On 4 January 2021, the Prime Minister announced to the nation that the new and highly infectious strain of the virus is spreading rapidly across the country. The Government had hoped that the new tiered system introduced would have been effective in getting the virus back under control, however with rapidly escalating case numbers across the country it has been necessary for the Government to implement a national lockdown. There is no question in my mind that further measures were necessary and that the Prime Minister has made the correct decision.
The next few weeks will be tough but there is light at the end of the tunnel with the vaccine being rolled out nationwide. If we all pull together, follow the rules in place, ventilate rooms as much as possible and continue to follow #HandsFaceSpace we will get through this.
Hands, Face, Space
Approximately 1 in 3 people who have coronavirus have no symptoms and could be spreading it without realising it.
Remember - ‘Hands. Face. Space.’
- hands – wash your hands regularly and for at least 20 seconds
- face – wear a face covering in indoor settings where social distancing may be difficult, and where you will come into contact with people you do not normally meet
- space – stay 2 metres apart from people you do not live with where possible, or 1 metre with extra precautions in place (such as wearing face coverings)
In all circumstances, you should follow the guidance on meeting others safely.
When you can leave home
You must not leave or be outside of your home except where you have a ‘reasonable excuse’. This will be put in law. The police can take action against you if you leave home without a ‘reasonable excuse’, and issue you with a fine (Fixed Penalty Notice).
You can be given a Fixed Penalty Notice of £200 for the first offence, doubling for further offences up to a maximum of £6,400.
A ‘reasonable excuse’ includes:
- Work - you can only leave home for work purposes where it is unreasonable for you to do your job from home, including but not limited to people who work within critical national infrastructure, construction or manufacturing that require in-person attendance.
- Volunteering - you can also leave home to provide voluntary or charitable services.
- Essential activities - you can leave home to buy things at shops or obtain services. You may also leave your home to do these things on behalf of a disabled or vulnerable person or someone self-isolating.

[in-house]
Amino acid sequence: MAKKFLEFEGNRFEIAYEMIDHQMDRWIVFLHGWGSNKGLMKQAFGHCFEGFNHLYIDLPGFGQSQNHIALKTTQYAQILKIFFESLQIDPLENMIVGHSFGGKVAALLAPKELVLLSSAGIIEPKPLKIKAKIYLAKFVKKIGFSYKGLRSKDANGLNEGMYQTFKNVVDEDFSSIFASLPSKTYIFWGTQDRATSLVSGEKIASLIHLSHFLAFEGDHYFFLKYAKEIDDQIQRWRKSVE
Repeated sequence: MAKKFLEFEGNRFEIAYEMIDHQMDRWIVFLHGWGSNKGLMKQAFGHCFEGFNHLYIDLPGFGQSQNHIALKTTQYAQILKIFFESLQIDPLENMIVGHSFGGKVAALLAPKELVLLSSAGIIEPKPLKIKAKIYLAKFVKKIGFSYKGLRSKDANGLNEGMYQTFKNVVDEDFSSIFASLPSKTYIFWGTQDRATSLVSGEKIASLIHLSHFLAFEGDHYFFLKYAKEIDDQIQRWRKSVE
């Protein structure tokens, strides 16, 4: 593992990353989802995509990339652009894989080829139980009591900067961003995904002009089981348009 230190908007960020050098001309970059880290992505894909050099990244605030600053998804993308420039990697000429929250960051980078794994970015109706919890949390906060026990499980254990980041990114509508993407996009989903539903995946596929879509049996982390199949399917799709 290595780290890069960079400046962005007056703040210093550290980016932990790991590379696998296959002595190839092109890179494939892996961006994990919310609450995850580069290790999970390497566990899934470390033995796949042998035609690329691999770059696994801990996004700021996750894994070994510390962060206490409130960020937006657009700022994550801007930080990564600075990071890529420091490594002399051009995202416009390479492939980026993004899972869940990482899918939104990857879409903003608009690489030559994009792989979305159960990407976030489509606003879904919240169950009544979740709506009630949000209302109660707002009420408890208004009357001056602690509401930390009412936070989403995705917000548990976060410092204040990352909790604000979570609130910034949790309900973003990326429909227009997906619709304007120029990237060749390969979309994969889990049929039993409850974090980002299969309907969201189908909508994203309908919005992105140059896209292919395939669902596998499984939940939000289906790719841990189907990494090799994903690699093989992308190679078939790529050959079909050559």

- Education and childcare - You can only leave home for education, registered childcare, and supervised activities for
- children where they are eligible to attend. Access to education and children’s activities for school-aged pupils is restricted. See further information on education and childcare. People can continue existing arrangements for contact between parents and children where they live apart. This includes childcare bubbles.
- Meeting others and care - You can leave home to visit people in your support bubble ( if you are legally permitted to form one), to provide informal childcare for children under 14 as part of a childcare bubble (for example, to enable parents to work, and not to enable social contact between adults), to provide care for disabled or vulnerable people, to provide emergency assistance, to attend a support group (of up to 15 people), or for respite care where that care is being provided to a vulnerable person or a person with a disability, or is a short break in respect of a looked-after child.
- Exercise - You can continue to exercise alone, with one other person or with your household or support bubble. This should be limited to once per day, and you should not travel outside your local area.You should maintain social distancing. See exercising and meeting other people.
- Medical reasons - You can leave home for a medical reason, including to get a COVID-19 test, for medical appointments and emergencies.
- Harm and compassionate visits - you can leave home to be with someone who is giving birth, to avoid injury or illness or to escape risk of harm (such as domestic abuse). You can also leave home to visit someone who is dying or someone in a care home (if permitted under care home guidance), hospice, or hospital, or to accompany them to a medical appointment.
- Animal welfare reasons – you can leave home for animal welfare reasons, such as to attend veterinary services for advice or treatment.
- Communal worship and life events - You can leave home to attend or visit a place of worship for communal worship, a funeral or event related to a death, a burial ground or a remembrance garden, or to attend a wedding ceremony. You should follow the guidance on the safe use of places of worship and must not mingle with anyone outside of your household or support bubble when attending a place of worship. Weddings, funerals and religious, belief-based or commemorative events linked to someone’s death are all subject to limits on the numbers that can attend, and weddings and civil ceremonies may only take place in exceptional circumstances.
There are further reasonable excuses. For example, you may leave home to fulfil legal obligations or to carry out activities related to buying, selling, letting or renting a residential property, or where it is reasonably necessary for voting in an election or referendums
Businesses and financial support
All non-essential businesses must close, which includes restaurants, pubs, entertainment venues, and non-essential retail. You can find the full list of businesses that must close and those which are exempt here.